6. North Pond. This is a special place unique to Chicago. They have excellent contemporary American cuisine from James Beard Award winner Chef Bruce Sherman. What makes it unique is its exquisite setting in the middle of the park, facing its namesake pond, with the city skyline looming over the opposite shore. During the week, open only for dinner. (EDIT: Also open for Sunday brunch.)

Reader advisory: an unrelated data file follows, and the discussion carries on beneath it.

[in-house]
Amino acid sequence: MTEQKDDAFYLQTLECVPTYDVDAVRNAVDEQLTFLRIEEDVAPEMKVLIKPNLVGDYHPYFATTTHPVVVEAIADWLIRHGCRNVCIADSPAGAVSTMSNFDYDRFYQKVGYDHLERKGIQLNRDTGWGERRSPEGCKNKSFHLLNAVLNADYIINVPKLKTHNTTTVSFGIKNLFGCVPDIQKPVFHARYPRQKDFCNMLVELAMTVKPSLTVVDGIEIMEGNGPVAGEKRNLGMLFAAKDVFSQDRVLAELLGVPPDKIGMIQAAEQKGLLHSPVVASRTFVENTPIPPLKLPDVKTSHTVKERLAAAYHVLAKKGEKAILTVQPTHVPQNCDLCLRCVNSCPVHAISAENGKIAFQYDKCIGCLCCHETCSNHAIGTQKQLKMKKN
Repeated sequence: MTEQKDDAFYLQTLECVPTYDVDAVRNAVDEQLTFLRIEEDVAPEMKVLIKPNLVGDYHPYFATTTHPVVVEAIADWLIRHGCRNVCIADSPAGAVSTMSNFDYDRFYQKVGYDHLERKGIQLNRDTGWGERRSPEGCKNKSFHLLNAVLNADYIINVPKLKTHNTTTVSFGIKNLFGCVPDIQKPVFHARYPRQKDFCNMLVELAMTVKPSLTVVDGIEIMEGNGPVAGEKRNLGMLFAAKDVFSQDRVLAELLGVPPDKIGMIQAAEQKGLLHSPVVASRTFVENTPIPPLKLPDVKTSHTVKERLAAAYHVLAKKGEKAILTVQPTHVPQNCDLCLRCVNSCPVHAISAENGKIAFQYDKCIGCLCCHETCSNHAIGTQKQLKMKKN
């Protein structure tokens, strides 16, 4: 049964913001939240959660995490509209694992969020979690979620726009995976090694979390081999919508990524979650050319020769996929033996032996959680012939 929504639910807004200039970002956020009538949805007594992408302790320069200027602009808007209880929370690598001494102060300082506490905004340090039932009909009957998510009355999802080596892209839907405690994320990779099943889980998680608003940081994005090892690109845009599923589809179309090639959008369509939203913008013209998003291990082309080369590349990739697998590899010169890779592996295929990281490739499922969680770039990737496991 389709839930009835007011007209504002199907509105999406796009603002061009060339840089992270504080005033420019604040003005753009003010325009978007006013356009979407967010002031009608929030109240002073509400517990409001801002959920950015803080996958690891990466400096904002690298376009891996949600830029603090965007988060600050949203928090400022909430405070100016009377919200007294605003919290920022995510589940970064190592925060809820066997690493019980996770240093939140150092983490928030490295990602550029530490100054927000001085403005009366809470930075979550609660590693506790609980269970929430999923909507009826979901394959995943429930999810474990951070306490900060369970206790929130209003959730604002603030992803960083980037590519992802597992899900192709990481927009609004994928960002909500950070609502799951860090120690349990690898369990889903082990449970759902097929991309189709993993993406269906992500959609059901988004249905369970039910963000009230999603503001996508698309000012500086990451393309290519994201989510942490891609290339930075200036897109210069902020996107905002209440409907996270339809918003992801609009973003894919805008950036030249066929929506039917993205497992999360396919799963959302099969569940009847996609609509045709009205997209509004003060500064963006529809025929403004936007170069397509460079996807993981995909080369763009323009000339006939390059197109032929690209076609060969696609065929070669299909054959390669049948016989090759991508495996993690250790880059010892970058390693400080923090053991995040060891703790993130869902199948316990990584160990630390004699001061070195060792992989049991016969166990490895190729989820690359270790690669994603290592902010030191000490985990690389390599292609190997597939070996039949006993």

7. Small plates. Some of our very best restaurants right now specialize in small plates of one sort or another, and are moderately priced. Several are a short walk from the Mag Mile. Sable specializes in contemporary American cuisine and craft cocktails; don't miss the sweet corn creme brulee. GT Fish & Oyster specializes in seafood and craft cocktails. Mercat a la Planxa has tapas. All three of these accept reservations, for lunch or dinner. The Purple Pig has Mediterranean-ish cuisine, but does not accept reservations, and waits for a table are horrendous (120+ minutes at dinner well into the evening, not quite as bad at lunch); if you want to go without a long wait, go mid-afternoon or late at night. After all, with only 36 hours here, you really don't want to spend a lot of time waiting for a table (avoid Avec too for that reason).